Only a few elements in the periodic table are inherently magnetic, but scientists have recently discovered that gold, silver, platinum, palladium and other transition metals demonstrate magnetic behavior when formed into nanometer-scale structures. Scientists at the RIKEN Center for Emergent Matter Science have now shown that this nanoscale magnetism in thin films of platinum can be controlled using an externally applied electric field.

Researchers take magnetic waves for a spin

January 30, 2014 8:23 am | News | Comments

Researchers at New York Univ. have developed a method for creating and directing fast moving waves in magnetic fields that have the potential to enhance communication and information processing in computer chips and other consumer products. Their method employs spin waves, which are waves that move in magnetic materials.

Frozen magnetic monopoles create new laboratory physics

January 20, 2014 9:56 am | News | Comments

Many of the most interesting things in nature, from spectacular lightning strikes to the subtlety of life itself, are transient. To discover the secrets of transient, or far from equilibrium, states, physicists need simple yet appealing laboratory systems. Researchers have managed to create just such a system in the magnetic material known as "spin ice".

RAMBO a small but powerful magnet

January 7, 2014 8:08 am | News | Comments

Rice Univ. scientists have pioneered a tabletop magnetic pulse generator that does the work of a room-sized machine and more. The device dubbed “RAMBO”, short for Rice Advanced Magnet with Broadband Optics, will allow researchers who visit the university to run spectroscopy-based experiments on materials in pulsed magnetic fields of up to 30 T.

Graphene can host exotic new quantum electronic states at its edges

December 23, 2013 11:28 am | News | Comments

According to new research at the Massachusetts Institute of Technology, graphene, under an extremely powerful magnetic field and at extremely low temperature, can effectively filter electrons according to the direction of their spin. This is something that cannot be done by any conventional electronic system and could render graphene suitable for exotic uses such as quantum computing.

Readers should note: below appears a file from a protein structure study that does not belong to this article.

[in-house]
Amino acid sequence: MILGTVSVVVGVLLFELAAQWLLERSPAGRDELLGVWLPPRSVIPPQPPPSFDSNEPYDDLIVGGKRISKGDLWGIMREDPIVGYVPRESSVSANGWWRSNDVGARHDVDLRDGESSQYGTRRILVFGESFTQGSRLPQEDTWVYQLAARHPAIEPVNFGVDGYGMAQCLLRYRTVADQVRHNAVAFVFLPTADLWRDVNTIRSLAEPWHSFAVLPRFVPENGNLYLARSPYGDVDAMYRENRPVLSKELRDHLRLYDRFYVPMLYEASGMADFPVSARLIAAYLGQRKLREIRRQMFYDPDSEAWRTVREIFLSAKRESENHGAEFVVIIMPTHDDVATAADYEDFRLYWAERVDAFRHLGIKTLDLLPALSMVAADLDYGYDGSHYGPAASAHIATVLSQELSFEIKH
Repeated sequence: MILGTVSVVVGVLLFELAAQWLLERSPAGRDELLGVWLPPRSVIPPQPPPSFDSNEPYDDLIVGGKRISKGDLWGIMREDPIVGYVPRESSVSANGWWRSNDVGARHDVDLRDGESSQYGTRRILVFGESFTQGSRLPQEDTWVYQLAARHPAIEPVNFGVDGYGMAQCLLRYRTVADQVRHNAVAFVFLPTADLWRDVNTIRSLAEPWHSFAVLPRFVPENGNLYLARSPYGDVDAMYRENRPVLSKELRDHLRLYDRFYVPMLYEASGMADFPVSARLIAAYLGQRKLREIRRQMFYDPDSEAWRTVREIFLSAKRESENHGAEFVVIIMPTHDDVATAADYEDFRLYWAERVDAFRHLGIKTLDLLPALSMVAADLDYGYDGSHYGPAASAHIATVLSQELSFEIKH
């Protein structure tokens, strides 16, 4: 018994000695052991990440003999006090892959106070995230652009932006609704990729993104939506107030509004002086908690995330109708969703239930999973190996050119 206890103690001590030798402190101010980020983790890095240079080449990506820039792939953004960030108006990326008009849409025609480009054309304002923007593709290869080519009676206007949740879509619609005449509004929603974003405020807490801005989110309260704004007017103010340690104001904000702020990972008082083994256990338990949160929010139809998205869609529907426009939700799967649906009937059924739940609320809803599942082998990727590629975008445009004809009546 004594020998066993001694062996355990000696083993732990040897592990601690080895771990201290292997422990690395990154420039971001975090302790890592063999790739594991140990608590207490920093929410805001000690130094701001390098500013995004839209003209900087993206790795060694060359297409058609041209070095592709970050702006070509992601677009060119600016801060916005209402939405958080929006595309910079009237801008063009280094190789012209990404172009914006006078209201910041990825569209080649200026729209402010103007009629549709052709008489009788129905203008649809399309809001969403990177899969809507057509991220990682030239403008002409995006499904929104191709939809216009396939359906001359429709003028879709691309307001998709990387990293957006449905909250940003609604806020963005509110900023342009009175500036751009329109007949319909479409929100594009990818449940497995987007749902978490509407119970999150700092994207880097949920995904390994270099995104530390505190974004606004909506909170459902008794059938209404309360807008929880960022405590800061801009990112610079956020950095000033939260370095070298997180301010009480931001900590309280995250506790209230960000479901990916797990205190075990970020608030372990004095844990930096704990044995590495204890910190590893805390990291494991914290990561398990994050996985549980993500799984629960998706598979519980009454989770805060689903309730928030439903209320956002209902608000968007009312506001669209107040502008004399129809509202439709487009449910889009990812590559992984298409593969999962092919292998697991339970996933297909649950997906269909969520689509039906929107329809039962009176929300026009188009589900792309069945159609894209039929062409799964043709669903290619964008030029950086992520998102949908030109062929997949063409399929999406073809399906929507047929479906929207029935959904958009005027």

Advertisement

Team develops “spinning trap” to measure electron roundness

December 6, 2013 9:19 am | News | Comments

Are electrons truly round? More specifically, is the electron’s charge between its poles uniform? A group at JILA has tackled this difficult question and has developed a method of spinning electric and magnetic fields around trapped molecular ions to measure the tiny electrons. They haven’t yet matched other electric dipole moment measurement techniques, but eventually the new method should surpass them.

“Shaken, not stirred”: Oscillator drives electron spin

December 4, 2013 8:28 am | by Ann Ju, Cornell Univ. | News | Comments

A collaboration of physicists and engineers has found a new way to control electron spins not with a magnetic field but with a mechanical oscillator. This demonstration of electron spin resonance that’s “shaken, not stirred” showed that an oscillator can drive the transitions of electron spins within defects commonly found in the crystal lattice of a diamond.

Teaching matter waves new tricks: making magnets with ultracold atoms

November 27, 2013 10:19 am | News | Comments

In a new effort to understand magnetism, a group of Hamburg Centre for Ultrafast Imaging researchers created “mimic” magnets by controlling quantum matter waves made of rubidium atoms. Under well-defined conditions made possible with the help of supercomputers, these artificially created magnets can be studied with clarity and then give a fresh perspective on long-standing riddles.

New effect couples electricity and magnetism in materials

November 27, 2013 9:07 am | News | Comments